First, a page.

In the middle of one of the most important recruiting days of the year, the new Penn State football coaching staff set time aside to enjoy a little ice cream and pay tribute to a good cause.
At the Lasch Football Building Saturday afternoon, first-year Nittany Lion head coach Bill O'Brien and his assistants attended an ice cream social with some special young visitors -- 25 pediatric cancer patients and survivors (and their families). The kids are on campus for PSU's THON charity dance marathon at the nearby Bryce Jordan Center, and were given tours of the football complex as part of a Make-A-Wish program.
The world's largest student-run philanthropy, THON raises money and awareness for the fight against pediatric cancer.
This means a lot to these guys, O'Brien said of the 40 Penn State players who provided tours of the football facilities. Raising money for this cause and raising money for the families that need help, and also raising money to help find a cure for this horrible disease is what's really important to us on this weekend.
O'Brien and his staff attended the social in the players' lounge of Lasch Building even as more than 40 recruits were in the squad room elsewhere in the building, learning about the program from team and school administrators (including acting athletic director Dave Joyner). There were so many prospects on campus that a nearby turf field had to be opened to provide additional parking space.
But even after he finished speaking to the THON visitors, O'Brien took time to sign autographs and shake hands.
The football team was phenomenal in organizing all this -- above and beyond what I expected, said Tyler Pierce, a Penn State junior and one of the THON family relations captains charged with escorting the kids to and from Lasch. Our football team was generous to allow this opportunity. But having never been in Lasch Building before, I thought, OK, we'll have a meet-and-greet with the players, maybe a word or two from a coach. But to have Bill O'Brien come and speak to us, that was phenomenal. To have him come out to the event, it was touching that he cared that much.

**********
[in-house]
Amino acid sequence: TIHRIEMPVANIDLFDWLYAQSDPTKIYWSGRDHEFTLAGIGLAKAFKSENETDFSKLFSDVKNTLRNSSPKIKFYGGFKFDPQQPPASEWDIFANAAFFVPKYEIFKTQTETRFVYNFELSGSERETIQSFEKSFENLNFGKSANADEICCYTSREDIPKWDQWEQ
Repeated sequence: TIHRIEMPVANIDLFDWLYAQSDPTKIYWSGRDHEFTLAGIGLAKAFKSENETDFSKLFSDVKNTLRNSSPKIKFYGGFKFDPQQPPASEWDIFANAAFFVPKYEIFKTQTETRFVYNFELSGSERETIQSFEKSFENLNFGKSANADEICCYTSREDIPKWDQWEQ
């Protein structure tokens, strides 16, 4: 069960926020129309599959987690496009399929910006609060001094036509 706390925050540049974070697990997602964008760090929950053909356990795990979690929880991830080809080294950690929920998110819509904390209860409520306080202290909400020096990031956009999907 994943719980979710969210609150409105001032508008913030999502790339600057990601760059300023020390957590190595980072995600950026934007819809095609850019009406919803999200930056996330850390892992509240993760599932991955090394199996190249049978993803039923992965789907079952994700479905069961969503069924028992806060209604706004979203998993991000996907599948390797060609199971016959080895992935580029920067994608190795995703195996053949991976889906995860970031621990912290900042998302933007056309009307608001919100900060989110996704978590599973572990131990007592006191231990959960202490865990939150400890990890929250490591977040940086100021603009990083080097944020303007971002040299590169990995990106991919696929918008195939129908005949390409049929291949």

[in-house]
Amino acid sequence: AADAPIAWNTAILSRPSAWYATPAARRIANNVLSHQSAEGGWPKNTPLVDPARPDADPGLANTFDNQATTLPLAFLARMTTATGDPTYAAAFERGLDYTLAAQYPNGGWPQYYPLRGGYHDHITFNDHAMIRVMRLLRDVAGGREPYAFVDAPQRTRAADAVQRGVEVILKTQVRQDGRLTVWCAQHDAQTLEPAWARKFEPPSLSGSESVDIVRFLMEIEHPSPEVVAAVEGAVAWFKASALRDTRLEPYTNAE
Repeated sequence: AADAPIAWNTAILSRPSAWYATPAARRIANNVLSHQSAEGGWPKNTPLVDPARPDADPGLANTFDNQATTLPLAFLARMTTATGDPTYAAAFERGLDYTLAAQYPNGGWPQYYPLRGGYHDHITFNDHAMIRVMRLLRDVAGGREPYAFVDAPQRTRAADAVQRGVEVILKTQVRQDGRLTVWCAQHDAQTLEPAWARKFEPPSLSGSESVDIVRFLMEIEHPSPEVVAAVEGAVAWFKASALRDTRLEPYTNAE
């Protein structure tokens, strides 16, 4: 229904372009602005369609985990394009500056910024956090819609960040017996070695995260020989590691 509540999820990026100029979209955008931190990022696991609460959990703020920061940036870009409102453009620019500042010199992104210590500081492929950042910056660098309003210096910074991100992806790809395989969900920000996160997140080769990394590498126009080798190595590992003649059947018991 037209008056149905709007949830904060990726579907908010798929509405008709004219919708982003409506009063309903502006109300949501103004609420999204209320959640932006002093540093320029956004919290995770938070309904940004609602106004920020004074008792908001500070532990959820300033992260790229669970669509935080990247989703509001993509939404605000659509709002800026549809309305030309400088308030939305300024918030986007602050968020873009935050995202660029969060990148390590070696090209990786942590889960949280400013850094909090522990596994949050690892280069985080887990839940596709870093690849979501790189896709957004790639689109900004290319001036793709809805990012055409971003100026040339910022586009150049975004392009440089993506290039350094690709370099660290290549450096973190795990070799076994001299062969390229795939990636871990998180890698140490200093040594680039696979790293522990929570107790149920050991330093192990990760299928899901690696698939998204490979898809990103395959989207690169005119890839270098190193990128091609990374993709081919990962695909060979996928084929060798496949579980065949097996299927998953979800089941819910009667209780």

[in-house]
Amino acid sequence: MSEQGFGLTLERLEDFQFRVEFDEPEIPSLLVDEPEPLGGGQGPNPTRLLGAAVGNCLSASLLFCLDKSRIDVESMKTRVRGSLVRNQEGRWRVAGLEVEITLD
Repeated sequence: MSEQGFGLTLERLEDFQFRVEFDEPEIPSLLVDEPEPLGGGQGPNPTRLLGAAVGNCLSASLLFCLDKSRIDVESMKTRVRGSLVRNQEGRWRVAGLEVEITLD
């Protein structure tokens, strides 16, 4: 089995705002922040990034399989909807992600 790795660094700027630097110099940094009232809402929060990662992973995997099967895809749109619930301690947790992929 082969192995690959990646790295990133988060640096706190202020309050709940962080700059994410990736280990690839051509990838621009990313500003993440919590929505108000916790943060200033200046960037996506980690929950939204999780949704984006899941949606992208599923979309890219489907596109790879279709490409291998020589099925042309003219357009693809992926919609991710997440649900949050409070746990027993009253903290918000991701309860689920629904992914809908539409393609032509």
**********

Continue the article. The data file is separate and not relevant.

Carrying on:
The tours included visits to the massive weight room, coaches' offices and the academic support area. While in the weight room, players and kids posed for a team, photo. Then came the social in the players' lounge, where everyone ate Penn State Creamery ice cream and cookies, knocked balls around on the pool tables or watched sports on the HD televisions. Many children tried on the players' football equipment, which was obviously much too big for the youngsters.
There was a lot of smiling and laughing.
Senior defensive end Pete Massaro said the THON tours are as much fun for the players as they are for the children.
It's all about the kids, he said. It's great for us to get out here and be able to hang out with them a little bit. A lot of what these kids have gone through is tougher than anything we'll go through the rest of our lives. So it's great for us to be with them for the day and kind of cater to whatever they want to do.
Massaro has missed two of the last three seasons with torn ligaments in his knees. He admitted the time spent with the young cancer patients really puts his own problems into perspective.
What they've been through is a lot worse than what I've been through, he said. At such a young age, too. Hats off to the way they've dealt with it and they way they've continued to live their lives.
Asked what the kids seemed to like most about the tours, Massaro laughed and nodded in the direction of a group of kids devouring the sweet stuff.
They seem to be enjoying the ice cream and cookies right now, he said.
Started in 1973, THON has helped raise more than $78 million through the years for the fight against pediatric cancer. Organizers hope to raise $10 million for the cause this year.